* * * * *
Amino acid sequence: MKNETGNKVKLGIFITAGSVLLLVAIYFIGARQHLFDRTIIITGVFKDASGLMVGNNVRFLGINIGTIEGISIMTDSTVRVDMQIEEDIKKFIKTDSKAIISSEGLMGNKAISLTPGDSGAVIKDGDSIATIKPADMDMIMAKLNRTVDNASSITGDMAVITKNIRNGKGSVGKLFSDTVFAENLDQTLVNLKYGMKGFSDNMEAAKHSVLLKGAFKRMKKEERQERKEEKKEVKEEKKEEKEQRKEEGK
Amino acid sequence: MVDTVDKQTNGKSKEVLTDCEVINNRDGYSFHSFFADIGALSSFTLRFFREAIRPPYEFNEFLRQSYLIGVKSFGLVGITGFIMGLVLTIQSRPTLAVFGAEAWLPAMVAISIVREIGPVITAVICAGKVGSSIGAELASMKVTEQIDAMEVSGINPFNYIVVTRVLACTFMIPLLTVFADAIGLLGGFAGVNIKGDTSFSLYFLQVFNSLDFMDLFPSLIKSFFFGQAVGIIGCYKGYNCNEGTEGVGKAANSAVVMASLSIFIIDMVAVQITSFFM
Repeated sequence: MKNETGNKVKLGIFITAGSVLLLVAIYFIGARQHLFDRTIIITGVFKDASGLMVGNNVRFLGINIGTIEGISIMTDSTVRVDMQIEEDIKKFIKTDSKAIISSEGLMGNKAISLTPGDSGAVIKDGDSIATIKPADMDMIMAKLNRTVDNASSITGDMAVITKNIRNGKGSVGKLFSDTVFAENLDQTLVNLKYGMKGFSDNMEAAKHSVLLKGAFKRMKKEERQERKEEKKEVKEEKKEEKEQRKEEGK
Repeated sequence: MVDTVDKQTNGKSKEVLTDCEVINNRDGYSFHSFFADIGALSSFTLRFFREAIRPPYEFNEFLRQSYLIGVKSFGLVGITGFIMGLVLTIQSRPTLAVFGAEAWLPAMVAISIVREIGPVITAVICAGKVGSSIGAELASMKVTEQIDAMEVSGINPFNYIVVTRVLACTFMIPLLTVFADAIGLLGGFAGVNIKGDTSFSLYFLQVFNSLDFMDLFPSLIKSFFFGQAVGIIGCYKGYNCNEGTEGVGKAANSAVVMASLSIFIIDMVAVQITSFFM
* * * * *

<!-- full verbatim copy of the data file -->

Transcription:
Amino acid sequence: MKNETGNKVKLGIFITAGSVLLLVAIYFIGARQHLFDRTIIITGVFKDASGLMVGNNVRFLGINIGTIEGISIMTDSTVRVDMQIEEDIKKFIKTDSKAIISSEGLMGNKAISLTPGDSGAVIKDGDSIATIKPADMDMIMAKLNRTVDNASSITGDMAVITKNIRNGKGSVGKLFSDTVFAENLDQTLVNLKYGMKGFSDNMEAAKHSVLLKGAFKRMKKEERQERKEEKKEVKEEKKEEKEQRKEEGK
Amino acid sequence: MVDTVDKQTNGKSKEVLTDCEVINNRDGYSFHSFFADIGALSSFTLRFFREAIRPPYEFNEFLRQSYLIGVKSFGLVGITGFIMGLVLTIQSRPTLAVFGAEAWLPAMVAISIVREIGPVITAVICAGKVGSSIGAELASMKVTEQIDAMEVSGINPFNYIVVTRVLACTFMIPLLTVFADAIGLLGGFAGVNIKGDTSFSLYFLQVFNSLDFMDLFPSLIKSFFFGQAVGIIGCYKGYNCNEGTEGVGKAANSAVVMASLSIFIIDMVAVQITSFFM
Repeated sequence: MKNETGNKVKLGIFITAGSVLLLVAIYFIGARQHLFDRTIIITGVFKDASGLMVGNNVRFLGINIGTIEGISIMTDSTVRVDMQIEEDIKKFIKTDSKAIISSEGLMGNKAISLTPGDSGAVIKDGDSIATIKPADMDMIMAKLNRTVDNASSITGDMAVITKNIRNGKGSVGKLFSDTVFAENLDQTLVNLKYGMKGFSDNMEAAKHSVLLKGAFKRMKKEERQERKEEKKEVKEEKKEEKEQRKEEGK
Repeated sequence: MVDTVDKQTNGKSKEVLTDCEVINNRDGYSFHSFFADIGALSSFTLRFFREAIRPPYEFNEFLRQSYLIGVKSFGLVGITGFIMGLVLTIQSRPTLAVFGAEAWLPAMVAISIVREIGPVITAVICAGKVGSSIGAELASMKVTEQIDAMEVSGINPFNYIVVTRVLACTFMIPLLTVFADAIGLLGGFAGVNIKGDTSFSLYFLQVFNSLDFMDLFPSLIKSFFFGQAVGIIGCYKGYNCNEGTEGVGKAANSAVVMASLSIFIIDMVAVQITSFFM